Now he says he wants one device that “does it all,” but I think what he really wants is one device that does all of these well, which is a much different thing. I’m skeptical a hyrid phone/music player/organizer is going to be able to match the experience of an iPod anytime soon.
I’m sure the QA jobs are easy — Google keeps their apps in “beta” for years.
Aperture 1.0.1 Update addresses a number of issues related to reliability and performance.
Wonder if he’s getting paid just to hack on Python, sort of like how back in the dot-com era O’Reilly used to have Larry Wall on the payroll just to support the continued development of Perl?
This no longer sounds very interesting:
Integrating Google Talk and AIM will be done in a roundabout way, mostly to keep AOL and Google from exposing the valuable profile information customers must first provide to sign up.
In essence, the two IM networks will not be connected. Rather, Google’s Google Talk users must first sign up for an AIM account and screen name. They can then carry on a conversation with an AIM user by using their Google IM desktop dashboard.
(Via Aaron Swartz via AIM.)
Most interesting to me among the deal’s “broad range of new features for users and advertisers”:
- Enabling Google Talk and AIM instant messaging users to communicate with each other, provided certain conditions are met
I wonder whether the “certain conditions” are for users to meet (e.g. using an up-to-date AIM and/or Google Talk client) or what?
School district in North Carolina claims Apple is announcing new iBook line-up Jan. 9. What strikes me about this, though, is that if true, it means Apple sales reps have been briefed on new products coming next month, and I just don’t think that’s how Apple operates — new product announcements are secrets even within Apple.
(Via Daniel Bogan via AIM.)
Free utility for Mac and Windows from Thomas Knoll (one of the original developers of Photoshop) allows you to recover “lost” pixels from the edges of RAW camera files. (Again via Khoi Vinh.)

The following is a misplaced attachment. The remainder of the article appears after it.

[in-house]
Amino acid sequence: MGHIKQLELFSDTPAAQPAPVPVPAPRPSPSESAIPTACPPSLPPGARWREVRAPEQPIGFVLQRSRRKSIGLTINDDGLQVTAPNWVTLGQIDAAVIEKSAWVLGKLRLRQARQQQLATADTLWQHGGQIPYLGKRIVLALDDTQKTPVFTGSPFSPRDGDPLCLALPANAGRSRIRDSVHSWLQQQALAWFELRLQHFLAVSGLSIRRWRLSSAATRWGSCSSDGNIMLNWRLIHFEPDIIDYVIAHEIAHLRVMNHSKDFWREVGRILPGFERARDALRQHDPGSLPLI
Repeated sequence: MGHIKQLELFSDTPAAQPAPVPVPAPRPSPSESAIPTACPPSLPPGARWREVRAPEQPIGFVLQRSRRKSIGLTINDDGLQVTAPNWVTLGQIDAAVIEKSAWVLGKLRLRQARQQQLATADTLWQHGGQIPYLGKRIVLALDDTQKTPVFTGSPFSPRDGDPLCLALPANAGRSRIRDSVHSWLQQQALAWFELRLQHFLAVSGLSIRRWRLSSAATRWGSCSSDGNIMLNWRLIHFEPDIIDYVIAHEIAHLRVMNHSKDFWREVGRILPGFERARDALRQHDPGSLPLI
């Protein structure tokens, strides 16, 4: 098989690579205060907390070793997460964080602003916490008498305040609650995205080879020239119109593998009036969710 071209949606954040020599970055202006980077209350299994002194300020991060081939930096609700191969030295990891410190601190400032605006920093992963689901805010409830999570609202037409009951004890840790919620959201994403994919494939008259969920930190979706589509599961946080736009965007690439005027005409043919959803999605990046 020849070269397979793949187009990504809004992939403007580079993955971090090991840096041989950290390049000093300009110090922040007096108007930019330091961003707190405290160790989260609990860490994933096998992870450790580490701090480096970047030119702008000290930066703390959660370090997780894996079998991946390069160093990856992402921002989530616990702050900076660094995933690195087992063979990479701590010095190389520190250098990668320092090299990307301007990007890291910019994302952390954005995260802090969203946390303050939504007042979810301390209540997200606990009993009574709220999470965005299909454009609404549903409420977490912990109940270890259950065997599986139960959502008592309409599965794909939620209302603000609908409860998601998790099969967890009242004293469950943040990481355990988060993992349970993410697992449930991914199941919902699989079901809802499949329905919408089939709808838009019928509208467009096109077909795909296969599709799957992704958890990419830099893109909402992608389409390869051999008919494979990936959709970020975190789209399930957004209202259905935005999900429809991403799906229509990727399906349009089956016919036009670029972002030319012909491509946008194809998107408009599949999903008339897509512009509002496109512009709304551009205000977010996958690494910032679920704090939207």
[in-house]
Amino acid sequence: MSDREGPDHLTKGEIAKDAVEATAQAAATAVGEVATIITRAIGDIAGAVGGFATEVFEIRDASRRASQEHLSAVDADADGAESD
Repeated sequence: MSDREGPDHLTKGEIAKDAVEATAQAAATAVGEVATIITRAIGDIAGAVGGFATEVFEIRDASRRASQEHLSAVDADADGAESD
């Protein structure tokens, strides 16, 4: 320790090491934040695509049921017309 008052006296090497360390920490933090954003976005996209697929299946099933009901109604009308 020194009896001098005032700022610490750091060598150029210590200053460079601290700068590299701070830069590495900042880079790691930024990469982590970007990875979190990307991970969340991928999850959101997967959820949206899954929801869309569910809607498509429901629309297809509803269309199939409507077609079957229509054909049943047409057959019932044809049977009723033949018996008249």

Weblog devoted to Aperture. (Via Khoi Vinh.)
Upcoming game from Ambrosia; super-clever concept.
Why Amazon’s “tagging” feature isn’t useful — and therefore, because it’s just useless visual clutter, is in fact detrimental to the overall user experience.
Best graphic design I’ve ever seen from Google. Also worth noting: iPod dominates the list of top Froogle searches of the year, holding spots 1, 4, 8, and 9 (and 3 is “mp3 player”).
Yahoo small business hosting is now offering WordPress alongside Movable Type.
I think Info-Mac could have disappeared a few years ago and few would have noticed, but it’s hard to overstate how important it was to the Mac software community in the pre-Web ’90s. It was the way to learn about new and updated software. (Via Michael Tsai.)
Six Apart’s Michael Sippey on the weekend outage at TypePad.
Bare Bones Software:
Owners of Dreamweaver, GoLive, Mailsmith and TextWrangler can purchase this award-winning HTML and text editor for the Macintosh for only US$99.
Because TextWrangler is free, this effectively means that anyone can purchase a BBEdit license for only $99.
The idea of using tabs alone makes me want to use Adium, but I really can’t get along without iChat’s ability to paste images inline. I’d switch in a heartbeat if image-pasting worked in Adium. Bray also points out that Adium is existence proof that open source software can sport a good UI. See also: Eric Meyer on Adium skinning via XHTML and CSS.